Option 2: Write Notes of Appreciation

If you are like me, my life is full of people I am grateful for, but I can be remiss in letting them know I appreciate them. So order some lovely note cards and write one per day. Be specific about what it is that you appreciate about them. These few lines can make someone’s day and have a positive impact on them for a lifetime. 

Not much of a paper/pen/stamp person? Email works as well, but it is not as tangible and real as getting mail.

Option 3: Fill Others’ Buckets by Noticing and Naming

As you go through your day, commit to noticing something (or someone) that you are grateful for and say it out loud. You can thank the grocery store clerk for their upbeat attitude. You can appreciate the restaurant server that is doing their best when short-staffed. You can appreciate the person who prepared a meal for you. You can notice and name a team member’s efforts or progress. You can share with a child or young person something special about them. The list is endless and possibilities infinite. And there is perhaps no other way you can invest 2 minutes and make such a difference for yourself and others.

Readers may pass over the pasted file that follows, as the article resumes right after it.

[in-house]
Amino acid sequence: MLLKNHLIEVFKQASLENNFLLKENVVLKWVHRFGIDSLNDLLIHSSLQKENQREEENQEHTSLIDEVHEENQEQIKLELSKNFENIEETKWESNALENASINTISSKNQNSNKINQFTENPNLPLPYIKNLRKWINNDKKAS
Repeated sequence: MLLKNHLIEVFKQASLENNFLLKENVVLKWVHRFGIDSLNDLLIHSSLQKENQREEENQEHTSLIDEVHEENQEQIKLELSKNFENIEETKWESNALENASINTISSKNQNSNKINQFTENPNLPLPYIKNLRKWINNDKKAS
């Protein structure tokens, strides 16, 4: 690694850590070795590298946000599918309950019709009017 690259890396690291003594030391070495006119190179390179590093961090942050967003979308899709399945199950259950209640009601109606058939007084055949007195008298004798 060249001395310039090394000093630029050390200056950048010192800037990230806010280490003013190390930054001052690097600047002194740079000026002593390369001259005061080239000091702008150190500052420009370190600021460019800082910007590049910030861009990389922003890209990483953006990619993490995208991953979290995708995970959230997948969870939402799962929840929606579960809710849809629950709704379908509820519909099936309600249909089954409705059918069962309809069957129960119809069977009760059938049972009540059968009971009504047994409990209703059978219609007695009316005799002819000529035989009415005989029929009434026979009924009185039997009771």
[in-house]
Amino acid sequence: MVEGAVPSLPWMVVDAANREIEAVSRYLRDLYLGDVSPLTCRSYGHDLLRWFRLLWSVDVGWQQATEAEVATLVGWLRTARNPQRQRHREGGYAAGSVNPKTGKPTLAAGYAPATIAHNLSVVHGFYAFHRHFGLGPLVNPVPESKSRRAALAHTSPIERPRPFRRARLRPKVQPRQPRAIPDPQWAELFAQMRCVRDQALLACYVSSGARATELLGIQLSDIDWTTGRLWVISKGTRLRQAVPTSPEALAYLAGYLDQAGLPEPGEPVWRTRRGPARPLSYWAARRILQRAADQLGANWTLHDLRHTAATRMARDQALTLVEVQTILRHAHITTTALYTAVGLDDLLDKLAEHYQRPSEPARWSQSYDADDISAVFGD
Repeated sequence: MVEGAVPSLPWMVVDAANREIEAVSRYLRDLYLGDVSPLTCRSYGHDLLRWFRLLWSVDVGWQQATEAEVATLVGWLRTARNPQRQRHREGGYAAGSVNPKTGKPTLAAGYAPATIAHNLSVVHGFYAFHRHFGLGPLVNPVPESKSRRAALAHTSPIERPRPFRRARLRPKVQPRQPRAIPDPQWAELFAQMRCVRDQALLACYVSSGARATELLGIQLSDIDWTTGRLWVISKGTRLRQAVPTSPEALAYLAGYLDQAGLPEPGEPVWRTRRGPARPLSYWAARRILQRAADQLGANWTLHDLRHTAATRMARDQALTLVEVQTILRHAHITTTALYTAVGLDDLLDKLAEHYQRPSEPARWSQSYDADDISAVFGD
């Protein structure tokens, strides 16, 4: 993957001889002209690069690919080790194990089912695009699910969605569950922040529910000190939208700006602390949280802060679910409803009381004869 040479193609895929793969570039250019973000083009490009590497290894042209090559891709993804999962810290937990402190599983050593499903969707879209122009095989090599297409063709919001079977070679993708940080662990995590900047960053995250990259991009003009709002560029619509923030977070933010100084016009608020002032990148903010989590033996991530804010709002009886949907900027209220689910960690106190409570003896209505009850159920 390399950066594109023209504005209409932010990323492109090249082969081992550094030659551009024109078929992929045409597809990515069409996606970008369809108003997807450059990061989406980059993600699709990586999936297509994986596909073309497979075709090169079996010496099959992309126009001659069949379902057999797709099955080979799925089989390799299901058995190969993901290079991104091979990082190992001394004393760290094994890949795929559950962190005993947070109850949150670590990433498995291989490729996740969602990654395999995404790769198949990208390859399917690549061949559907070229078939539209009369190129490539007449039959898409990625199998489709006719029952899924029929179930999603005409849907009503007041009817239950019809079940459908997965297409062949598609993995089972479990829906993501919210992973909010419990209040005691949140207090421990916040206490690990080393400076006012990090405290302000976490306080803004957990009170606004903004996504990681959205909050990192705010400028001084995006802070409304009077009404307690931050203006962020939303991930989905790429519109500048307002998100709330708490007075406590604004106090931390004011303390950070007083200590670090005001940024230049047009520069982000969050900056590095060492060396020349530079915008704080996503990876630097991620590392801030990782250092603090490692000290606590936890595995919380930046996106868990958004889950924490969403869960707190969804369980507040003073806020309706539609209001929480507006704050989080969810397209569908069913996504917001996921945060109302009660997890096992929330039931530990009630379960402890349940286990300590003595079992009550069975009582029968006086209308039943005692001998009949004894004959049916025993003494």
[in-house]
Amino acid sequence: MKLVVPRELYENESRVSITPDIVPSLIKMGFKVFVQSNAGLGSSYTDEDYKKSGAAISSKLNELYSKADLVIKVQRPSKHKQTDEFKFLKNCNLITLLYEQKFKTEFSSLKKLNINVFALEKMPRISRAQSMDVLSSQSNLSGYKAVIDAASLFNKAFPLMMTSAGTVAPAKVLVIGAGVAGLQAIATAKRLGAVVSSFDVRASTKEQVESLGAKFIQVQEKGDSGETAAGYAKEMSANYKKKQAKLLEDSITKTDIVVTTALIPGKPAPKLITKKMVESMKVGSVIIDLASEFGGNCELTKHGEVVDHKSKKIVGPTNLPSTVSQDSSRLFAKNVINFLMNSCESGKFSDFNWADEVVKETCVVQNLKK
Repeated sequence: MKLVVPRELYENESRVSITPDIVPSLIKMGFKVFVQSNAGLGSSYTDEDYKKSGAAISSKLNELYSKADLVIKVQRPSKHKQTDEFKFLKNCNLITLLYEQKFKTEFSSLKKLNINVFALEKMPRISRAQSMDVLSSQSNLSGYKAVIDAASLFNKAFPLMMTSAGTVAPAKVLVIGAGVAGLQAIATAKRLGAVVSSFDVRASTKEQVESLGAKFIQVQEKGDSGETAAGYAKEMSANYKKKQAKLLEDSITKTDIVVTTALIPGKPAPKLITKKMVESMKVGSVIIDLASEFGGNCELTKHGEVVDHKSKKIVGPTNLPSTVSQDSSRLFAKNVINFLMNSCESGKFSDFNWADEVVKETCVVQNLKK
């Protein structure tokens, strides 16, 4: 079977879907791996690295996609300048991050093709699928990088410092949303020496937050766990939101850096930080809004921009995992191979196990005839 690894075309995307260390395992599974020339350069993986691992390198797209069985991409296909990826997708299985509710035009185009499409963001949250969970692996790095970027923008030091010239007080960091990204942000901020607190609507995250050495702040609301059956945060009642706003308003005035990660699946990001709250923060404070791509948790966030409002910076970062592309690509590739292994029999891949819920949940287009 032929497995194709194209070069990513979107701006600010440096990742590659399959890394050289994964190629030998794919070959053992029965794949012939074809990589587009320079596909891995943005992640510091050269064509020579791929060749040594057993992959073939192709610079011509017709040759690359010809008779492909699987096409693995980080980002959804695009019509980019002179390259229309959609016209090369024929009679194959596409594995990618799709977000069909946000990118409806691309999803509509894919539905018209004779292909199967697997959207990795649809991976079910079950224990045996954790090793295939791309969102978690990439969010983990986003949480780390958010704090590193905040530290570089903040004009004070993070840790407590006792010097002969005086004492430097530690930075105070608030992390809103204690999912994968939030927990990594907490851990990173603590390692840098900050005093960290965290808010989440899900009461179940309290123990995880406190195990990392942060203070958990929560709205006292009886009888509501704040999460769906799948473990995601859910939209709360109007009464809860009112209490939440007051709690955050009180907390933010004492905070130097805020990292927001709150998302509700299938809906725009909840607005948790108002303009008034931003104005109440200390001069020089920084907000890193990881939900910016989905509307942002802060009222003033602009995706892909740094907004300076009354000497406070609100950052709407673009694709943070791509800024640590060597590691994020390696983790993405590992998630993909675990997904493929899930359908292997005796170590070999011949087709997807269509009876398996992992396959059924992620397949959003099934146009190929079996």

Option 4: Gratitude Picture and Post

True confession – I’ve not done this one, but I’m going to give it a try. Jessica Stephenson has a practice of taking one picture every day of something she is grateful for, which creates a visual gratitude journal. Think about the way looking at these images might buoy you up on a down day. Imagine yourself scrolling through your photos with all these images of gratitude!